@Cybrilla » September 27, 2016

Daily Archives: September 27, 2016


Angular Digest Cycle

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I am going to explore the Angular digest cycle, which is the process behind Angular data binding. By the end of this post, you’ll understand how data binding works in angular, what is digest cycle, how we trigger digest cycle by calling $scope.$apply() and how exactly digest cycle works.

First of all, let me tell you one thing about Javascript .i.e
Javascript Is Turn Based.
The JavaScript code we write doesn’t all run in one go, instead it executes in turns. Each of these turns runs uninterrupted from start to finish, and when a turn is running, nothing else happens in our browser.
Instead, whenever there is a task that takes some amount of time, such as an Ajax request, waiting for a click event, or setting a timeout, we set up a callback function and finish our current turn. Later, when the Ajax request completes, a click is detected, or the timer completes, a new JavaScript turn is created and the callback is run to completion.

Let’s look at the below code

When the JavaScript code is loaded, that is a single turn. It finds a button, adds a click listener, and sets a timeout. Then the turn is complete, and the browser will update the web page if necessary, and begin accepting user input.

If the browser detects a click on #clickMe, it creates a new turn, which executes the buttonClicked function. When that function returns, that turn is complete.
Now take a look at a very simple AngularJS snippet where you start typing your name into an input field. There is also a div that shows what you typed, in real time:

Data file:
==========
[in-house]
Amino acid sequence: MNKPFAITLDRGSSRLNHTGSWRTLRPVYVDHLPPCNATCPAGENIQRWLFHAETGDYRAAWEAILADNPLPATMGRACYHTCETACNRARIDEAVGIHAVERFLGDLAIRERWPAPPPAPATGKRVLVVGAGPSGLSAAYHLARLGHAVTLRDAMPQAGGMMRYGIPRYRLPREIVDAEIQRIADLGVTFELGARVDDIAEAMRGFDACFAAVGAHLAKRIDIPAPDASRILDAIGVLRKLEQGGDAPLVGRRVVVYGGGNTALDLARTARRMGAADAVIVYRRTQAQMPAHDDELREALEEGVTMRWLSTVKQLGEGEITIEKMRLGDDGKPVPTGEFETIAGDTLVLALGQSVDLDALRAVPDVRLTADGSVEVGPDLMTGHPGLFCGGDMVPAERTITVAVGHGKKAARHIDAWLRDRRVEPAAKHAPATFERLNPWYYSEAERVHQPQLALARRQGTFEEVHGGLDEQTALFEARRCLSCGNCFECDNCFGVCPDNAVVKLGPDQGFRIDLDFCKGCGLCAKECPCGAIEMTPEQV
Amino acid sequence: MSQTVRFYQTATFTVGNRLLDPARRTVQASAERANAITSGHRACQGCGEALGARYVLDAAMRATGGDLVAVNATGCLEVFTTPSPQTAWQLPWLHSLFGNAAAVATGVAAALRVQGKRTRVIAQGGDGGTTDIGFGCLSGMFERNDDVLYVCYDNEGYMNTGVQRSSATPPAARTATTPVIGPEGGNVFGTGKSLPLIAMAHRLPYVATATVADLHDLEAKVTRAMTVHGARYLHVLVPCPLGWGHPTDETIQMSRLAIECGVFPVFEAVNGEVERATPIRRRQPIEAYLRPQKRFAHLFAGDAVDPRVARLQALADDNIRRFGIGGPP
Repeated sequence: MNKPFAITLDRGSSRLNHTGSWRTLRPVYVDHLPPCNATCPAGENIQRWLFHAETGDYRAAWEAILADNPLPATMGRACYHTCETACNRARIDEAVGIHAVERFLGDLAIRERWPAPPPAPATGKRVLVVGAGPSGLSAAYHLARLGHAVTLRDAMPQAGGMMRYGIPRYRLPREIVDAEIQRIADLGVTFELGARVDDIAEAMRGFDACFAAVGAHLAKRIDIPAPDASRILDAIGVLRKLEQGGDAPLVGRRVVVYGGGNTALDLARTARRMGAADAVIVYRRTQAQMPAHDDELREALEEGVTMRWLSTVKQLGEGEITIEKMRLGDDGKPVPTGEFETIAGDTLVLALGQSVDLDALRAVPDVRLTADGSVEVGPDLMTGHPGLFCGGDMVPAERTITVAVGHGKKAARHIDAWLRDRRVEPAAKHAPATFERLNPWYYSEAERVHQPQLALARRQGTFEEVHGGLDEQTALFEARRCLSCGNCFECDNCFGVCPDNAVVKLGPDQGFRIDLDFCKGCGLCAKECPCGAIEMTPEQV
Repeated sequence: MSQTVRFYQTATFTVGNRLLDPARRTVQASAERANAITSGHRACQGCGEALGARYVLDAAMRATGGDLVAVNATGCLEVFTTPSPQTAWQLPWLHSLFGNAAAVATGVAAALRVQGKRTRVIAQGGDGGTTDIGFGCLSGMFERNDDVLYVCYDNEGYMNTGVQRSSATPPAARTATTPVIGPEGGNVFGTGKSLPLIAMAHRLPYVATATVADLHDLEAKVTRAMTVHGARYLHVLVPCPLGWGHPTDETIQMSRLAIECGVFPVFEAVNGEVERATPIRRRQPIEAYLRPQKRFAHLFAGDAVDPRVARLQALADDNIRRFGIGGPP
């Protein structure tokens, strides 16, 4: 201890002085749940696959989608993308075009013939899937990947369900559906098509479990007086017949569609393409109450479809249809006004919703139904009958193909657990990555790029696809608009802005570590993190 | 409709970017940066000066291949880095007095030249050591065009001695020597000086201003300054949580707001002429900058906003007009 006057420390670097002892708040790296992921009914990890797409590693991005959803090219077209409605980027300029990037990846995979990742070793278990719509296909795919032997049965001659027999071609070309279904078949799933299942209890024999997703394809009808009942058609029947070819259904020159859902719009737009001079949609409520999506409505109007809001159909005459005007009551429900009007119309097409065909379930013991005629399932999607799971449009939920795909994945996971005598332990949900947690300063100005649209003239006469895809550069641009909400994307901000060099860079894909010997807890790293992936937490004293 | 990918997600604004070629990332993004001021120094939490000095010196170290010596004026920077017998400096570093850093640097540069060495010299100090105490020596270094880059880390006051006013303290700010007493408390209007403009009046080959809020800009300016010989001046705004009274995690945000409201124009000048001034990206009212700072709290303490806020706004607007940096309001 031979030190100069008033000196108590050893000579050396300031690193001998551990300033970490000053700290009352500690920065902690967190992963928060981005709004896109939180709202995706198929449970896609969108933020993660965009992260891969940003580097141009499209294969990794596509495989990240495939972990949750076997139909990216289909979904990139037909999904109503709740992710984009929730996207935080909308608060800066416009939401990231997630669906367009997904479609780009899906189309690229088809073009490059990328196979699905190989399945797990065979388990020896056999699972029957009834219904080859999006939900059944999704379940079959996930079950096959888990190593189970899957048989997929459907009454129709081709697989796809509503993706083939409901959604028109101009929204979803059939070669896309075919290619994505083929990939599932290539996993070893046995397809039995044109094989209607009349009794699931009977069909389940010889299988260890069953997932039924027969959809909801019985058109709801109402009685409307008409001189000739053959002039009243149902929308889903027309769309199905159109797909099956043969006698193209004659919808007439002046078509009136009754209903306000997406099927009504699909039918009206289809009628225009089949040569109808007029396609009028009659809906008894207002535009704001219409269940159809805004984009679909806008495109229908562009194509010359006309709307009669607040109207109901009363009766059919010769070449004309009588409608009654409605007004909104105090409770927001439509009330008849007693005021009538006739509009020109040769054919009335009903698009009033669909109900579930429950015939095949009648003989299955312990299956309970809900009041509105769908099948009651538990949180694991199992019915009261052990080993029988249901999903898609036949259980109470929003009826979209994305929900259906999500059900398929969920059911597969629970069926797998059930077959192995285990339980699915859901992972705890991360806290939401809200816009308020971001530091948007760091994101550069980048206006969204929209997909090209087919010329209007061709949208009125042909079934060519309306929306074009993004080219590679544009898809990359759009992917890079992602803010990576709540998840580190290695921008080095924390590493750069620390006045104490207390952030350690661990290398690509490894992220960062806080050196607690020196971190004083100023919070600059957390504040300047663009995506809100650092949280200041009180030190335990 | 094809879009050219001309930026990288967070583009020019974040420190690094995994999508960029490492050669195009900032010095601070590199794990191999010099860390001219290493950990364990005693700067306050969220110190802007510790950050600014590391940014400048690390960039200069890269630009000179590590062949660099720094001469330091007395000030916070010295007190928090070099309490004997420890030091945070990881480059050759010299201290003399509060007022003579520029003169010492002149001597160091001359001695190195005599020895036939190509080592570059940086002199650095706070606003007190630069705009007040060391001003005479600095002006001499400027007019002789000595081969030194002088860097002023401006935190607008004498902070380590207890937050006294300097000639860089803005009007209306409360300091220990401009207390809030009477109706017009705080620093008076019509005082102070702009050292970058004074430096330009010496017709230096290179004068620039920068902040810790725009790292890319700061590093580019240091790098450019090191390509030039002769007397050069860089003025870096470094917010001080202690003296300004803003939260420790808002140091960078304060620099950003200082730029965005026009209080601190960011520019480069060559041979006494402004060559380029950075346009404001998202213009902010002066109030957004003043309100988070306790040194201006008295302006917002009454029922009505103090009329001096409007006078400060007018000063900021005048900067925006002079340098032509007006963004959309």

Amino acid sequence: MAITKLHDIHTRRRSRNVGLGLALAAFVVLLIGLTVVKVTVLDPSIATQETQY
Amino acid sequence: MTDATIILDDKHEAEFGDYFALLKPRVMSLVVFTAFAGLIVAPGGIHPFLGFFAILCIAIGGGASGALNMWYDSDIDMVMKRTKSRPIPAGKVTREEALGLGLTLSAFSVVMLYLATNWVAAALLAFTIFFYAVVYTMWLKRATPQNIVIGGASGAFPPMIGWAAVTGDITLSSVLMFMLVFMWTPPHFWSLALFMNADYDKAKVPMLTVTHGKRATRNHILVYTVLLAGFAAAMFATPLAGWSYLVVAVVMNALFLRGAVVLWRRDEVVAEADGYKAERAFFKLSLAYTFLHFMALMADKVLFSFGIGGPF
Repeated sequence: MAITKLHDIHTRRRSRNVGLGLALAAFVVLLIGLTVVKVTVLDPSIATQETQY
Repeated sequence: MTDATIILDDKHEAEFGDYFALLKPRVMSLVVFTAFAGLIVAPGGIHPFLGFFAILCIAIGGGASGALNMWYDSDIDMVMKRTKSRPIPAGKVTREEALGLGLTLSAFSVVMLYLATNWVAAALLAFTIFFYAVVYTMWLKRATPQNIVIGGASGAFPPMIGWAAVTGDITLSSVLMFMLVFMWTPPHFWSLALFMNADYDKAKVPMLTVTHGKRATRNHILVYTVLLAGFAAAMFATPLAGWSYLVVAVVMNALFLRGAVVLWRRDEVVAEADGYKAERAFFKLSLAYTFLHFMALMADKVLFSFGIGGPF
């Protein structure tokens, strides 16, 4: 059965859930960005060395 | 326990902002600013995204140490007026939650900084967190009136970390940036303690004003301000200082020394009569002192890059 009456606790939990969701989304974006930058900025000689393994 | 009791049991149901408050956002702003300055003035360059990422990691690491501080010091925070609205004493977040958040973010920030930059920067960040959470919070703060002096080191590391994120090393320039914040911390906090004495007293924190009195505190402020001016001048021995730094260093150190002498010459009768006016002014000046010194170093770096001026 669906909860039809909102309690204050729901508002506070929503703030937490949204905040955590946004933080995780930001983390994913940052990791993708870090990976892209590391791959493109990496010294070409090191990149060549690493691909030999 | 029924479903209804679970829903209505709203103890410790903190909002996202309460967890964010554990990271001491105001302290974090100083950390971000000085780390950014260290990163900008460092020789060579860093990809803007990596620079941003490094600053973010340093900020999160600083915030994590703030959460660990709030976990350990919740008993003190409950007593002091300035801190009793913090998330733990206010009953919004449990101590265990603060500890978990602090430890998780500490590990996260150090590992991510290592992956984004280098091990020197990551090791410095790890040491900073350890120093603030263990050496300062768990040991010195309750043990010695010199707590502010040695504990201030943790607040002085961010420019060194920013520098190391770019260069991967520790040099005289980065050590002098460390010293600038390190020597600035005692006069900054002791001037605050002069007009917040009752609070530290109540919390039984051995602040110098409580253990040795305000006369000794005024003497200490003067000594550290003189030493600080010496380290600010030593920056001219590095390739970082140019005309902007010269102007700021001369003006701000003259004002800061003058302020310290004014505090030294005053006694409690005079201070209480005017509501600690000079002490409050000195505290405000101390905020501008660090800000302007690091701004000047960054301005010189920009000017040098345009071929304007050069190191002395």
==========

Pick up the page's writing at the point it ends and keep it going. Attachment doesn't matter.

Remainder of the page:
Whenever the name model changes, the expression automatically updates itself. It’s done just by setting up a watcher on the name model.

Most watchExpressions are created implicitly within AngularJS, but you can also create them manually. Let me show you how to do that:

Note : Here in watch expression we pass newValue and oldValue. When watch expression changes, then the listener function is called. This is also known as dirty checking.

For this strategy to work, we need to know when data has possibly changed, and this is where $scope.$apply comes into play.

The step that checks to see if any binding values have changed actually has a method, $scope.$digest(). But we almost never call it directly, instead we use $scope.$apply() which will call $scope.$digest() for you.

$scope.$apply() takes a function or an Angular expression string, and executes it, then calls $scope.$digest() to update any bindings or watchers.You can also say that it just  starts new javascript turn. Digest cycle executes at least twice.

So, when do you need to call $apply()? Very rarely, actually. AngularJS actually calls almost all of your code within an $apply call. Events like ng-click, controller initialization, $http callbacks are all wrapped in $scope.$apply(). So you don’t need to call it yourself, in fact you can’t. Calling $apply inside $apply will throw an error.

So what happens when we write

1. The directive ng-model registers a keydown listener with the input field. When the input field text changes a keydown event is fired and the corresponding listener is called to handle it.

2. Inside the keydown listener the directive assigns the new value of input field to the scope model specified in ng-model. In our case the model name is updated with the new value. This code is wrapped inside $apply() call.

3. After $apply() ends the digest cycle starts in which the watchers are called. If you have an expression {{name}} in the view it has already set up a watcher on scope model name. So, in digest cycle this watcher gets called and the listener function executes with the newValue and oldValue as arguments. The job of this listener is to update the DOM with the newValue probably using innerHTML.

4. The overall result is that you see the {{name}} updated with whatever you type into the input field instantly.


Notes On AngularJS Scope Life-Cycle